Central Asian states, on their own have, made initiatives for more unity and not submission to Moscow or anyone else.140 The United States should encourage these joint efforts as well as multilateral Western projects to meet regional economic and ecological needs. Inclusion in a Russian bloc inhibits Central Asia from real integration with the global economy at a time when it is not standing still but seeking that integration.
This analysis strongly suggests that Russia is overplaying its hand in Central Asia. Russia can obstruct the Kazakh and Turkmen economies through its energy policies. But it then risks inflaming all of Central Asia's desperate economic-ecological situations and civil strife, such as presently exists in Tadzhikistan. By forcing these states into a subservient backwardness, Russia promotes conditions that virtually guarantee continuing conflicts. Nor can Russia afford to reconstruct Central Asia's economies to prevent future crises. A policy that therefore ignores the region and focuses on Moscow abets its current but misguided policies.
When viewed strategically, Central Asia, because it is marginal to the West and important to the states discussed here, becomes a prime example of how multilateral Western and Russian help could jointly ease tensions in potential future hot spots. Moreover, the threat here is not Islam, as such; political Islam (the idea that the religious authorities and political authorities should be the same or closely connected) has no answer to Muslim civilization's present crisis. Rather political Islam is a cry of despair over the failure of other alternatives. Therefore we should not adopt policies that intensify the chances for Western failure in Central Asia by not offering even a minimum economic program of reconstruction.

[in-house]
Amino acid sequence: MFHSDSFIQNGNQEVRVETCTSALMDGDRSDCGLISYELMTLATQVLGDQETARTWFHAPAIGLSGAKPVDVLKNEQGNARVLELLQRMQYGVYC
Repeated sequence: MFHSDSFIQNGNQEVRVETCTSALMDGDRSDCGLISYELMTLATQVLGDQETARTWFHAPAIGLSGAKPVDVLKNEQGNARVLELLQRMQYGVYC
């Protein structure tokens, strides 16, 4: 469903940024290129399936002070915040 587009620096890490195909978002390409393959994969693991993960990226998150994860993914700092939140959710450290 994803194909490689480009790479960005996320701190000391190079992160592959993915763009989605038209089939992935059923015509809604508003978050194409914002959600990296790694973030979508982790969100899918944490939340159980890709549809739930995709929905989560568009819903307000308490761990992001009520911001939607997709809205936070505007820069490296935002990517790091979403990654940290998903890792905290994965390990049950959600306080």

Two conclusions flow from this. First, it is in everyone's interest that Moscow and Washington help Central Asian states reach full economic sovereignty and development. U.S. support for Muscovite economic domination of local economies and energy industry through its pipelines sends Moscow the wrong signal regarding Russian imperial proclivities and tempts Moscow into unaffordable engagements. That outcome will profoundly disturb the whole region.
Nor will Russian domination contribute to the flowering of market economics and democracy in these states. Rather that kind of domination integrates them as backward dependencies into a Moscow-centric economic system where Moscow has every reason to continue supporting Central Asian authoritarianism. That makes Central Asia once again a center of instability and the object of strong international rivalries. Since Central Asia is increasingly important to China, Turkey, Iran, Pakistan, and India, a Moscow-oriented policy also weakens possibilities for a broader Asian security system.